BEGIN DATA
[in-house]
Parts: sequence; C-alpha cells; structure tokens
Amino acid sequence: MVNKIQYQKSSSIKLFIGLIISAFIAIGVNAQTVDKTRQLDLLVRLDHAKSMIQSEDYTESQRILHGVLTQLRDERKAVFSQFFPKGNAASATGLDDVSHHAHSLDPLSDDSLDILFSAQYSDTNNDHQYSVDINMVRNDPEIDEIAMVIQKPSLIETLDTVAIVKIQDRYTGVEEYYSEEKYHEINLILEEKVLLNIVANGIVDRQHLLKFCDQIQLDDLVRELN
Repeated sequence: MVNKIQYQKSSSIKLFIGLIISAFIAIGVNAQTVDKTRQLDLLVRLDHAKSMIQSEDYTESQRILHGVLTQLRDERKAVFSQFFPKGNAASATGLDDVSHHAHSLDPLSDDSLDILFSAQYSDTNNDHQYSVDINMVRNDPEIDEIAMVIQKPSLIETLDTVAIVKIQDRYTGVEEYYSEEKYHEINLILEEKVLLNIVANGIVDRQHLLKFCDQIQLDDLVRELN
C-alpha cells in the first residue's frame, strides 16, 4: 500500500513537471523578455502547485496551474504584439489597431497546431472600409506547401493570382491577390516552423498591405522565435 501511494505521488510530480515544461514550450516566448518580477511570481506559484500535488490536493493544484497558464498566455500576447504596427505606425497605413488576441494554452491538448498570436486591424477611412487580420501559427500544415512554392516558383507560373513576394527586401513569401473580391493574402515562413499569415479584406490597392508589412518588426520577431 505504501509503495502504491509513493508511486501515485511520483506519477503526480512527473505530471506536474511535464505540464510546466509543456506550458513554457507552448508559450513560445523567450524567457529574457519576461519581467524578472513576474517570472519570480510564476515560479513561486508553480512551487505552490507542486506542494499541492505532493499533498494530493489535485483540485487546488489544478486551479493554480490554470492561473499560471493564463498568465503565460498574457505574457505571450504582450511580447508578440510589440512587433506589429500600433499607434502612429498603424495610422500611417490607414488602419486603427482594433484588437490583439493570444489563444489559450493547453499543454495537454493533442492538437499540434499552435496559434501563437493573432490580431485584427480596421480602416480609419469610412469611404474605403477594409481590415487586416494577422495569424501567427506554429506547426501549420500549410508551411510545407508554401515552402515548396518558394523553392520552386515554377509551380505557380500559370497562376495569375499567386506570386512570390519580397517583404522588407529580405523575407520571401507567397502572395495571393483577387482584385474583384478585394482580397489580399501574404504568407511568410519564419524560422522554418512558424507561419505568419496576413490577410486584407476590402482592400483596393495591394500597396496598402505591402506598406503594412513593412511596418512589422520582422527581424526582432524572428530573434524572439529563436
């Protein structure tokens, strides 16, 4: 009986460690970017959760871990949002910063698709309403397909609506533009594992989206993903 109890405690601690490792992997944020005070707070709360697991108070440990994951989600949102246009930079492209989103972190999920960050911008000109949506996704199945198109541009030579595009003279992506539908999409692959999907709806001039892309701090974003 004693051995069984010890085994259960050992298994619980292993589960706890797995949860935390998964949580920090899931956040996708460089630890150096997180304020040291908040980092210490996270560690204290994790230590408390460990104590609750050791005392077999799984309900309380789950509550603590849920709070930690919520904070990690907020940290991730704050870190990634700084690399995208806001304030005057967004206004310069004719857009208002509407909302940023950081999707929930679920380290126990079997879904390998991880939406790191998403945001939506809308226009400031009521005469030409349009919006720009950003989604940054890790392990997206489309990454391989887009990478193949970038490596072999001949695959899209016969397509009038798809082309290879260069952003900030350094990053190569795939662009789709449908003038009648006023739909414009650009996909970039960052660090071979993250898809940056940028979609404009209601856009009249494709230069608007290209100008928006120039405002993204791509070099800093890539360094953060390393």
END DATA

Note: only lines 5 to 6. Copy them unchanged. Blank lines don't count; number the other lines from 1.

C-alpha cells in the first residue's frame, strides 16, 4: 500500500513537471523578455502547485496551474504584439489597431497546431472600409506547401493570382491577390516552423498591405522565435 501511494505521488510530480515544461514550450516566448518580477511570481506559484500535488490536493493544484497558464498566455500576447504596427505606425497605413488576441494554452491538448498570436486591424477611412487580420501559427500544415512554392516558383507560373513576394527586401513569401473580391493574402515562413499569415479584406490597392508589412518588426520577431 505504501509503495502504491509513493508511486501515485511520483506519477503526480512527473505530471506536474511535464505540464510546466509543456506550458513554457507552448508559450513560445523567450524567457529574457519576461519581467524578472513576474517570472519570480510564476515560479513561486508553480512551487505552490507542486506542494499541492505532493499533498494530493489535485483540485487546488489544478486551479493554480490554470492561473499560471493564463498568465503565460498574457505574457505571450504582450511580447508578440510589440512587433506589429500600433499607434502612429498603424495610422500611417490607414488602419486603427482594433484588437490583439493570444489563444489559450493547453499543454495537454493533442492538437499540434499552435496559434501563437493573432490580431485584427480596421480602416480609419469610412469611404474605403477594409481590415487586416494577422495569424501567427506554429506547426501549420500549410508551411510545407508554401515552402515548396518558394523553392520552386515554377509551380505557380500559370497562376495569375499567386506570386512570390519580397517583404522588407529580405523575407520571401507567397502572395495571393483577387482584385474583384478585394482580397489580399501574404504568407511568410519564419524560422522554418512558424507561419505568419496576413490577410486584407476590402482592400483596393495591394500597396496598402505591402506598406503594412513593412511596418512589422520582422527581424526582432524572428530573434524572439529563436
């Protein structure tokens, strides 16, 4: 009986460690970017959760871990949002910063698709309403397909609506533009594992989206993903 109890405690601690490792992997944020005070707070709360697991108070440990994951989600949102246009930079492209989103972190999920960050911008000109949506996704199945198109541009030579595009003279992506539908999409692959999907709806001039892309701090974003 004693051995069984010890085994259960050992298994619980292993589960706890797995949860935390998964949580920090899931956040996708460089630890150096997180304020040291908040980092210490996270560690204290994790230590408390460990104590609750050791005392077999799984309900309380789950509550603590849920709070930690919520904070990690907020940290991730704050870190990634700084690399995208806001304030005057967004206004310069004719857009208002509407909302940023950081999707929930679920380290126990079997879904390998991880939406790191998403945001939506809308226009400031009521005469030409349009919006720009950003989604940054890790392990997206489309990454391989887009990478193949970038490596072999001949695959899209016969397509009038798809082309290879260069952003900030350094990053190569795939662009789709449908003038009648006023739909414009650009996909970039960052660090071979993250898809940056940028979609404009209601856009009249494709230069608007290209100008928006120039405002993204791509070099800093890539360094953060390393």